Move to reduce stress levels


When you read this column, I will have finished my first half marathon.

But it's very predictable for me to write about the Old Mutual Two Oceans Marathon this weekend.

So, I'm going to write about the other "big deal" of my life right now – stress.

In addition to facing the marathon, I'm also going to the US for the annual Paleo f (x) conference and to complete my certification as a Primal Play Movement trainer.

So saying that I'm feeling stressed is a bit understated.

April is Stress Awareness Month, so I was inundated with information about what causes stress and how to best deal with it.

Although the Oxford Dictionary defines it simply as "a state of mental or emotional tension," other features point out that instead of being a diagnosis, stress is a process that causes discomfort or distress and can lead to mental problems such as anxiety and depression . as well as physical illness such as cardiovascular disease.

Stress is subjective, with some people being able to deal with the same set of stressors more competently than others.

The key is not to judge your ability, or that of another person, to deal with these causes of stress.

For example, someone who is accustomed to traveling alone often can find my anxiety about my irrational journey. Then there are people whose stress is caused by situations that many of us would never imagine living.

One example is people living in communities devastated by violence or those living in extreme poverty.

Children are particularly at risk because they often do not recognize what they are going through.

I read about an organization that attends schools to teach mindfulness and yoga to students in communities where they are exposed to violence, drugs and gangsterism.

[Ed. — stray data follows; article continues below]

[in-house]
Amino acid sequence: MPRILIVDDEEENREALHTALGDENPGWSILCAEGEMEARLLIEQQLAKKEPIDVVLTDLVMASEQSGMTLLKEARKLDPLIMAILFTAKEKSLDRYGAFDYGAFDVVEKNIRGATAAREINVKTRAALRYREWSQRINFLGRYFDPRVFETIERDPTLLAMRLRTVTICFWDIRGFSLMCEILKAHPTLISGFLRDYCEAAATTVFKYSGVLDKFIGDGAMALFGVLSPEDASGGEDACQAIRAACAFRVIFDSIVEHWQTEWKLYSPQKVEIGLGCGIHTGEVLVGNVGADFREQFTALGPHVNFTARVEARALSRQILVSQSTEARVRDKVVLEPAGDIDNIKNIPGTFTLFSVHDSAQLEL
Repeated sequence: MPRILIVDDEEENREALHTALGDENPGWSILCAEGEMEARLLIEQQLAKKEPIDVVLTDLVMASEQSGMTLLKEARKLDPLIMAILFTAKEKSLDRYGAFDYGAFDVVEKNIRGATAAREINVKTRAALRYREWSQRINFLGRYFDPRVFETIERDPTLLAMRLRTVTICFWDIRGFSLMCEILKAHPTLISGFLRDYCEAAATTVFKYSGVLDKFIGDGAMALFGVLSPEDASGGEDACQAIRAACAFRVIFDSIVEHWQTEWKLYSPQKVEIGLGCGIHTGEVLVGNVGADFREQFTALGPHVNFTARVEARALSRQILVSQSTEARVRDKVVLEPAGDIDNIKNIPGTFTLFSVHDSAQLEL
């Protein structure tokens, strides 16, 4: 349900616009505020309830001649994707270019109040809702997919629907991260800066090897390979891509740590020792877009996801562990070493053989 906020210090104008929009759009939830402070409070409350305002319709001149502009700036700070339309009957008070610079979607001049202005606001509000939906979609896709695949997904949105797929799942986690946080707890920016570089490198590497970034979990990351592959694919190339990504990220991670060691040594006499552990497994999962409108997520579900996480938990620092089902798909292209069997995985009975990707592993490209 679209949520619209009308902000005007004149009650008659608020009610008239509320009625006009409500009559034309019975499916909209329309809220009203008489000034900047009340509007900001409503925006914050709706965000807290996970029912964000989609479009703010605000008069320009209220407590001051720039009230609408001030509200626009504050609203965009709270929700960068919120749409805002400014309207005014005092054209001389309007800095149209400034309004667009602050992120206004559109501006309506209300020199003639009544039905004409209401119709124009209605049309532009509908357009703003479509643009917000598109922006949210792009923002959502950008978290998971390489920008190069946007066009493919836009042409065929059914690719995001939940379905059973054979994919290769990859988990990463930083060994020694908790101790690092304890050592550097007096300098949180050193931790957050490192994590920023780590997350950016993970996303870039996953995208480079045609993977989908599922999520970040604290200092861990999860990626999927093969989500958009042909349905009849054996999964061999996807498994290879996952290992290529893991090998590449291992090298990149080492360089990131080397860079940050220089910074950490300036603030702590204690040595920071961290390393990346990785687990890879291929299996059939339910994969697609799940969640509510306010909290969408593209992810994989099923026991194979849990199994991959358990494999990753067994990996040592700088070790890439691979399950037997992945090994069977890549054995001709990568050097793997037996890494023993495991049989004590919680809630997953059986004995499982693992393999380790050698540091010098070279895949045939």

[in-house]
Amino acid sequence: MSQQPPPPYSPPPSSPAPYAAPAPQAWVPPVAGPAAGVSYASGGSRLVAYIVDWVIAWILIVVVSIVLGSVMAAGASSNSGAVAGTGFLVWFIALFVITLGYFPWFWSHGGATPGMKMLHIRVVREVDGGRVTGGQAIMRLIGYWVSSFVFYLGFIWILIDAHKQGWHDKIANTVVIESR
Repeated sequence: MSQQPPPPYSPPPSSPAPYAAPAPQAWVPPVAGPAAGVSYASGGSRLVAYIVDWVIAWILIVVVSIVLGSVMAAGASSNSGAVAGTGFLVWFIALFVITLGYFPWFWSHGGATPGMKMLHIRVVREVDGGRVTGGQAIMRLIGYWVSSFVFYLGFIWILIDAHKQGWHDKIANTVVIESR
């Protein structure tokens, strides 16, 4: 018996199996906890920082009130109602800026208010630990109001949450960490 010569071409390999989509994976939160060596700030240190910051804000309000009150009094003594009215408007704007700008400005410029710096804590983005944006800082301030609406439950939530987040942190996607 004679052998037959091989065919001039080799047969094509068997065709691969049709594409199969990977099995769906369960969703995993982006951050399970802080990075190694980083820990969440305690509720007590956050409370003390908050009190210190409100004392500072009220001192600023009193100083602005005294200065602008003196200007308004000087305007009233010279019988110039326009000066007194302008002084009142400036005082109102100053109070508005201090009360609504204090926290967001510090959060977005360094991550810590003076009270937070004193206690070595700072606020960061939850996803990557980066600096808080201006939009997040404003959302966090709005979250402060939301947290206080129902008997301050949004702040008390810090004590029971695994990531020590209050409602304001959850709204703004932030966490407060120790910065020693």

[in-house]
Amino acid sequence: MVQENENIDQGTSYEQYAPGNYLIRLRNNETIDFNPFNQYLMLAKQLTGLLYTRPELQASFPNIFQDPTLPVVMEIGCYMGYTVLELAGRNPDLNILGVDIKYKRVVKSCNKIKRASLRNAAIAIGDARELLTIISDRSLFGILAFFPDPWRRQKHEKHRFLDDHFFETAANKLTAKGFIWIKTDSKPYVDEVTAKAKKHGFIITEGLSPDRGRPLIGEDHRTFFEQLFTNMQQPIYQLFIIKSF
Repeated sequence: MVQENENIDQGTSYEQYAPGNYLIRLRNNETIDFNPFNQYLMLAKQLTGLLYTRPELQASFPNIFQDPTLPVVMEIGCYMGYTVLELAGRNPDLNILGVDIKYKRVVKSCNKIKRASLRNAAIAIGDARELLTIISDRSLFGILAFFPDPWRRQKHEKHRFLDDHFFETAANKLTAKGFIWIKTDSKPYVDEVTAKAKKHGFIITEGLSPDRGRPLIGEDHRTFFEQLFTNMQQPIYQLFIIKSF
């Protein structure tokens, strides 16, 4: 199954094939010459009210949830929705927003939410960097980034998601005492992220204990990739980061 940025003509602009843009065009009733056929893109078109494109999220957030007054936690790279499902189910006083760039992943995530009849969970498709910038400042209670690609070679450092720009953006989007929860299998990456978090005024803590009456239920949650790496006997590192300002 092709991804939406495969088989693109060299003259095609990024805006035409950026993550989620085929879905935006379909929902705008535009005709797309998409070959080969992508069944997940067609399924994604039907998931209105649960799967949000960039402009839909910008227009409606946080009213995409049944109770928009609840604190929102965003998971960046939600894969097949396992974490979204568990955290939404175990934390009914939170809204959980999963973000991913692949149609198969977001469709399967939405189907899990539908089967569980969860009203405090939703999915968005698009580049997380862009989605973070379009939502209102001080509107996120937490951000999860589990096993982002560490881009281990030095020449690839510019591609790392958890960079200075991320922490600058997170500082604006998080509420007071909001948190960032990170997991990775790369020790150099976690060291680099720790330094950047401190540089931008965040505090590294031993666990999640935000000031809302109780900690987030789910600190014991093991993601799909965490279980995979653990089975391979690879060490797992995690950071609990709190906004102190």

Since September last year, more than 900 students and 160 teachers have participated in the Mindful Living program introduced by the Western Cape Department of Education as part of its Trauma Informed Schools Initiative.

Although stress is critical to our survival, much of it – and for extended periods of time – can damage our immune system and our emotional well-being.

It is essential to learn to identify your stressors and equip yourself with techniques to avoid or deal with stress.

Any specialist will recommend the exercise. Even if you feel that your stress is bad enough for you to consult with a counselor, it is likely that the mental health specialist will also recommend outdoor activities.

The reason why exercise is effective is that it helps to lower the stress hormones and releases endorphins, the wellness hormones.

Exercise can also improve your sleep quality and increase your confidence. Other simple techniques for dealing with stress:

– List your anxieties or list the things for which you are grateful. Spend time with friends who make you happy.

Find something to laugh about. ¡Start to deal with your to-do list. Do yoga and / or breathing exercises or meditate.

– Play with your pet.

– Hug someone – Positive physical contact helps lower your stress hormone levels.


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